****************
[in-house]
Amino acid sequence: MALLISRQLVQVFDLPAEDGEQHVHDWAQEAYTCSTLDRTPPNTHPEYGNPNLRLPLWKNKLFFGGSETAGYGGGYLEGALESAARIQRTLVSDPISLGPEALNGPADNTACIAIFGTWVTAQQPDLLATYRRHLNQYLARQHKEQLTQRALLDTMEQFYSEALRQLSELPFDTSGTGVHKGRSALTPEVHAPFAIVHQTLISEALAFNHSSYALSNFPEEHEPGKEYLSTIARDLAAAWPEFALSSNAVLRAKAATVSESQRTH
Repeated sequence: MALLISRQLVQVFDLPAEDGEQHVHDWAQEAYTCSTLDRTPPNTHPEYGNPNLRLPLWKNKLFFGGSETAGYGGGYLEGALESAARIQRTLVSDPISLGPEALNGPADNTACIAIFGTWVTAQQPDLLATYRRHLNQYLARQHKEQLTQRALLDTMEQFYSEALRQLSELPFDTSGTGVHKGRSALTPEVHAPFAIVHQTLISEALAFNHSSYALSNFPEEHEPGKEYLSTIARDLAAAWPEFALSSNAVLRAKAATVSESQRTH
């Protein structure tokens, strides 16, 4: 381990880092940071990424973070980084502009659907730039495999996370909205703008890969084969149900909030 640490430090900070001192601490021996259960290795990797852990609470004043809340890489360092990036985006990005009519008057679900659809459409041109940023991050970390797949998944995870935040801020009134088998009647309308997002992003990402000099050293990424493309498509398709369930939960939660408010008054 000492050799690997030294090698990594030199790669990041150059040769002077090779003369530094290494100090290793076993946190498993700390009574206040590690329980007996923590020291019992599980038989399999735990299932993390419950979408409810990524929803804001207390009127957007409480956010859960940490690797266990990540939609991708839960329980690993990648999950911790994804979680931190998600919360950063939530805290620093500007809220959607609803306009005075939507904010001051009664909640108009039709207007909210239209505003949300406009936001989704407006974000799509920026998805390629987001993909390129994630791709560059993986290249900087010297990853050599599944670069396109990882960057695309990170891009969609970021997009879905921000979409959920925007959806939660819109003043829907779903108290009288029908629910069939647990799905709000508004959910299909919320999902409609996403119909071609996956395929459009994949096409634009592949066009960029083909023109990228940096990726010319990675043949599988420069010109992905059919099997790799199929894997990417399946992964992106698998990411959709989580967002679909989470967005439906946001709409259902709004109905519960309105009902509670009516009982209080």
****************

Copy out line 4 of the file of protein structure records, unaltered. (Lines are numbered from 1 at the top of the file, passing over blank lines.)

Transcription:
């Protein structure tokens, strides 16, 4: 381990880092940071990424973070980084502009659907730039495999996370909205703008890969084969149900909030 640490430090900070001192601490021996259960290795990797852990609470004043809340890489360092990036985006990005009519008057679900659809459409041109940023991050970390797949998944995870935040801020009134088998009647309308997002992003990402000099050293990424493309498509398709369930939960939660408010008054 000492050799690997030294090698990594030199790669990041150059040769002077090779003369530094290494100090290793076993946190498993700390009574206040590690329980007996923590020291019992599980038989399999735990299932993390419950979408409810990524929803804001207390009127957007409480956010859960940490690797266990990540939609991708839960329980690993990648999950911790994804979680931190998600919360950063939530805290620093500007809220959607609803306009005075939507904010001051009664909640108009039709207007909210239209505003949300406009936001989704407006974000799509920026998805390629987001993909390129994630791709560059993986290249900087010297990853050599599944670069396109990882960057695309990170891009969609970021997009879905921000979409959920925007959806939660819109003043829907779903108290009288029908629910069939647990799905709000508004959910299909919320999902409609996403119909071609996956395929459009994949096409634009592949066009960029083909023109990228940096990726010319990675043949599988420069010109992905059919099997790799199929894997990417399946992964992106698998990411959709989580967002679909989470967005439906946001709409259902709004109905519960309105009902509670009516009982209080």